Still, Faulkner has had to be more proactive in getting to know his students than counselors like Hagger, who have lived alongside their students for three or four years. Faulkner described, for instance, scheduling a meeting with one student to learn more about his involvement in the Boy Scouts so he could incorporate this information into the student's recommendation letters.

Faulkner also said that he sometimes has to turn to teachers' recommendation letters to find out additional information about students.

Hagger cited Deerfield's contact with admissions offices as another advantage that his school's students have. "I get on the phone midway through the admissions cycle to check how our kids are doing, even if some schools aren't necessarily receptive to that kind of contact," she said.

Hagger also noted that the head of Deerfield's college counseling previously worked in Harvard University's admissions office and "knew how to nurture relationships" with various admissions offices.

Despite the advantages that such individual attention gives students, some counselors suspect that students from the most exclusive high schools are sometimes held to higher standards than their counterparts from less well-known schools.

"There's an assumption in some admissions offices that our kids have had every advantage," said Lewis Stival, dean of college counseling at Blair Academy. He added that there is a perception in some admissions offices that "if our kids don't wash up perfectly, they're dumb."

Hagger expressed a similar opinion. She worked in admissions at Deerfield before taking on her current position, and she noted that many parents wanted their children to come to Deerfield largely to gain an advantage in the admissions process.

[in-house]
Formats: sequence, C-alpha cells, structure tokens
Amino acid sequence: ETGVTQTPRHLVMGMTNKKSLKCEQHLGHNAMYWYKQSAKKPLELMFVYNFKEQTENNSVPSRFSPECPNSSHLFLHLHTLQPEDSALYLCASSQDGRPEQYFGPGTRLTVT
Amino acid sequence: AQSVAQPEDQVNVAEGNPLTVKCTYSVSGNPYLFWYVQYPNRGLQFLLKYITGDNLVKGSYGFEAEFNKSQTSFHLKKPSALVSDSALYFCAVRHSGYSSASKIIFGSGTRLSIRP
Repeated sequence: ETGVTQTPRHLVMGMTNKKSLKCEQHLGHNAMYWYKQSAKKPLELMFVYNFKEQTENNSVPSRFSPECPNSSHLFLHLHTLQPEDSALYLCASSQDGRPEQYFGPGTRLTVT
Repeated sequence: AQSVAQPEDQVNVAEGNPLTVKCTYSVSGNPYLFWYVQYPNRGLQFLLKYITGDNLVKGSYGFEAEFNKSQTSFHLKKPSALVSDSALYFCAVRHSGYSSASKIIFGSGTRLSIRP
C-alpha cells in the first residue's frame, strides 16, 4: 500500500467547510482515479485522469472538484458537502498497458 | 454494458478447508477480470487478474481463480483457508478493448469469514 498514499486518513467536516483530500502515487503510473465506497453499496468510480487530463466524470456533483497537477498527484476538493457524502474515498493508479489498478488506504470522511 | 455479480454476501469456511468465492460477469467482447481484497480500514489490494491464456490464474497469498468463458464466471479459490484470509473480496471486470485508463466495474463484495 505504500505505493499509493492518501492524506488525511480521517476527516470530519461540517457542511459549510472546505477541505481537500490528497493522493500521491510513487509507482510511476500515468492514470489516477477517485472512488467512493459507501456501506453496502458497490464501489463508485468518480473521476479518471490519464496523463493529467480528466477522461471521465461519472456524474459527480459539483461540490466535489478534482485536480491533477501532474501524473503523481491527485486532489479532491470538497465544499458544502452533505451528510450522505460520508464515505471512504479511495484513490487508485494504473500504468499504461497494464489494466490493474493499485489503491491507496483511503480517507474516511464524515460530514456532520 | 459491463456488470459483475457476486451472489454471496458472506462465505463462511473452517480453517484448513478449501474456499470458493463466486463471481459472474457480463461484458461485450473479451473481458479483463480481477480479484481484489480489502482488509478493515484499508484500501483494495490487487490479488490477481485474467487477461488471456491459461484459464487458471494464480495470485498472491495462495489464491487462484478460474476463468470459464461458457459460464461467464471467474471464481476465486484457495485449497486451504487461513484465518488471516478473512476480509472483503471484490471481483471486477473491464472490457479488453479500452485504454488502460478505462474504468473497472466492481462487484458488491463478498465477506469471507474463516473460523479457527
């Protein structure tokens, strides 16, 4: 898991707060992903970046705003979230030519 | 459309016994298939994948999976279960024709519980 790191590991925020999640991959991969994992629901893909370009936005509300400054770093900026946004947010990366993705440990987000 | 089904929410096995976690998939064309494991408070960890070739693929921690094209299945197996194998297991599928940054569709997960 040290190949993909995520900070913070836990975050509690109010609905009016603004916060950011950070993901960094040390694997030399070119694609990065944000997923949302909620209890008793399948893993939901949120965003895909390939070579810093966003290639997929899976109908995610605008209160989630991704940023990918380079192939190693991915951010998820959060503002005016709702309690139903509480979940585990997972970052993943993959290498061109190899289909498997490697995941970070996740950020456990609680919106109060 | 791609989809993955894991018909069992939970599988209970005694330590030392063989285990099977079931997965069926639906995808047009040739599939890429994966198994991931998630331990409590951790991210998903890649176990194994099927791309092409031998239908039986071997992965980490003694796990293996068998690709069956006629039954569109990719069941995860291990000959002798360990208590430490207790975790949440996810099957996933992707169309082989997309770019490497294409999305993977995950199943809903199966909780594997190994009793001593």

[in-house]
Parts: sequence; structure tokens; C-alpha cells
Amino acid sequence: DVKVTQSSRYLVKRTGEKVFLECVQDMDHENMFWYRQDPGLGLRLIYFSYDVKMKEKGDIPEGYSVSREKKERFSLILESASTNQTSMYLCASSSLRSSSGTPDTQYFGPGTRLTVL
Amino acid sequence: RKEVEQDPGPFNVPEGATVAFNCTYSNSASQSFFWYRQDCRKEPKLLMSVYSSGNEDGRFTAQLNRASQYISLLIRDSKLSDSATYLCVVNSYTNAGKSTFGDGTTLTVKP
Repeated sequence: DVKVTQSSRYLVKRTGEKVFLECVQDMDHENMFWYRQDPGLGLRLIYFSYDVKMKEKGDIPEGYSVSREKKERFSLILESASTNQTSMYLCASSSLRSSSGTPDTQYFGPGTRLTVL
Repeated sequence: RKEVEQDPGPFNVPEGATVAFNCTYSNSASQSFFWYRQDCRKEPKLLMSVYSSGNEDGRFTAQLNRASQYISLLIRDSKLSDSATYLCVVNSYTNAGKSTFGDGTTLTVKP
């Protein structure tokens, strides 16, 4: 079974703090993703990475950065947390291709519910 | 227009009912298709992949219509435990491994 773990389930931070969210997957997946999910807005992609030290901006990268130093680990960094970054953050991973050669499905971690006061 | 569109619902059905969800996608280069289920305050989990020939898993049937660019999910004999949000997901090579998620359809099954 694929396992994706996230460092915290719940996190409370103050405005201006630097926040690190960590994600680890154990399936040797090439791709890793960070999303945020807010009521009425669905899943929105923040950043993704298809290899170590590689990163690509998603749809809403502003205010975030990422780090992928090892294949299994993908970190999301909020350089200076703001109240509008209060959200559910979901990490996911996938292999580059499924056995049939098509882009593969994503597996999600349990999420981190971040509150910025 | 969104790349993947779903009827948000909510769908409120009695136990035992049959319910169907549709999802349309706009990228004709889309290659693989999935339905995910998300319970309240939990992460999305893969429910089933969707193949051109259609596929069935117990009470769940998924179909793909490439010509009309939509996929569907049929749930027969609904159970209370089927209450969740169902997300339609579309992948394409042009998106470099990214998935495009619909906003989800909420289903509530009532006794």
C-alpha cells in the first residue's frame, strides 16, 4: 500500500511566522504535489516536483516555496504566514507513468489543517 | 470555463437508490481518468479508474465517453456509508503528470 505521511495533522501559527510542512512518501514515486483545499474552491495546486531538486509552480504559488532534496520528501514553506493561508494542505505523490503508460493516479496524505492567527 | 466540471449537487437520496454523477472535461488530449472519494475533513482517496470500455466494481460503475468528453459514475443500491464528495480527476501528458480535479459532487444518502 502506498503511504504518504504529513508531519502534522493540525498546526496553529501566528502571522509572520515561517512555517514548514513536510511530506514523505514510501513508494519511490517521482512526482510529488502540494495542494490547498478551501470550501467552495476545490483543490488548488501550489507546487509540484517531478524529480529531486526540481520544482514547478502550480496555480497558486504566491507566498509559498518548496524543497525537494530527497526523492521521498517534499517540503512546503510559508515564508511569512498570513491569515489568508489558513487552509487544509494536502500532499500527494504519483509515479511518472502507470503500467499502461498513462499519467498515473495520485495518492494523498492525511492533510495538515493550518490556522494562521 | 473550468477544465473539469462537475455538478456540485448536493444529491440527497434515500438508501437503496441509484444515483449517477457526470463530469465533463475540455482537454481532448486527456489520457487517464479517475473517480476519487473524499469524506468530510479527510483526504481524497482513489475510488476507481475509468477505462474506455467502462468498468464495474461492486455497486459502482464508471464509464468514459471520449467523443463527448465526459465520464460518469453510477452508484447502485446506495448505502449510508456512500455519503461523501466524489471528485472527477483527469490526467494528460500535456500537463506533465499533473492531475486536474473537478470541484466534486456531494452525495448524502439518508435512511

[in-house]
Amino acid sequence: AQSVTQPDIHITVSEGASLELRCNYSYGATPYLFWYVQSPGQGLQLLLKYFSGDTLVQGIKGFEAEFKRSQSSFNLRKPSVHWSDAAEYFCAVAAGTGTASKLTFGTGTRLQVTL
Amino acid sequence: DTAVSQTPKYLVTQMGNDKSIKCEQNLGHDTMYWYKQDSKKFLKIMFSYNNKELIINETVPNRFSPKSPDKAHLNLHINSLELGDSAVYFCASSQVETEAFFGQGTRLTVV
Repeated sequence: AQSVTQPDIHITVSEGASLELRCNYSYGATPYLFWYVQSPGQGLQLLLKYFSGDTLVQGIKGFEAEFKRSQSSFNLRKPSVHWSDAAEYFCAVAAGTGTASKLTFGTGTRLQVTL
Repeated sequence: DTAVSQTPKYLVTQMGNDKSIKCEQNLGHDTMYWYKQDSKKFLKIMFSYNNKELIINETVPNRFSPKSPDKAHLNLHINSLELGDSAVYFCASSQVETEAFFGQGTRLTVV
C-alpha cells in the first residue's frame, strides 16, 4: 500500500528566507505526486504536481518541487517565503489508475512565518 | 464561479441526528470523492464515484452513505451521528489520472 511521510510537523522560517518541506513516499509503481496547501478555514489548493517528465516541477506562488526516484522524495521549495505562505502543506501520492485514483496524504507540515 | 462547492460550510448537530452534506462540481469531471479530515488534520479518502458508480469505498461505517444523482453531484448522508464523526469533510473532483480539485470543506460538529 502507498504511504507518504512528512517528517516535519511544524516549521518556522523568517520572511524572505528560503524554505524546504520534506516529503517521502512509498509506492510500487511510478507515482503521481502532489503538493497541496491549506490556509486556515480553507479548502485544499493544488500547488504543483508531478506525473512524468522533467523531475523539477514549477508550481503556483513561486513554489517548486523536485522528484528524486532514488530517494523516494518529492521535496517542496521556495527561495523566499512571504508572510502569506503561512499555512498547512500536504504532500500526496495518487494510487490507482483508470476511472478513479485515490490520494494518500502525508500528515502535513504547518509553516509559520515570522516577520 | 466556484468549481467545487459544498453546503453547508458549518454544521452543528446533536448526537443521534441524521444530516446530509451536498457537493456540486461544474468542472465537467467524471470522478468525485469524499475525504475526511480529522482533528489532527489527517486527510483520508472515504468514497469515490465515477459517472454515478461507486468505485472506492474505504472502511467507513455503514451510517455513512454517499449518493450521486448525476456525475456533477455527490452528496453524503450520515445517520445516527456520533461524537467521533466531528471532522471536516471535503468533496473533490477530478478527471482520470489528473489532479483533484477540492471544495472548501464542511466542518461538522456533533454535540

Such statements concerned Hagger, as "there are no guarantees" that any Deerfield student will be admitted to his or her first choice college -- a fact that is difficult to tell eighth- and ninth-graders interested in attending Deerfield who have so far earned excellent grades and standardized test scores.

"It's hard for students at private schools to stand out and be distinctive," she said, noting that students who are bright, but only ranked in the third quintile at Deerfield, often struggle in the admissions process at schools like Dartmouth, that "want valedictorians and salutatorians."

"Some kids could benefit from just staying home and being valedictorian," she said.

Dartmouth's Dean of Admissions Karl Furstenberg said that Dartmouth does raise standards slightly for students that appear to have come from strong schools and high socioeconomic backgrounds.

"If we know a student's gone to a strong high school, we might expect a certain sophistication in their writing, or their test scores to be higher, whereas if a student comes from a more modest high school, we might adjust," he said.

All of the prep school counselors emphasized that while their schools do send many students on to Ivy League and other prestigious schools, they remain more concerned about matching students to the right colleges, rather than the most prestigious ones.

"There are no more notches on my belt for how many kids I've gotten into Harvard," Stival said.

"Students should attend Deerfield for the process, for the excellent education," Hagger said.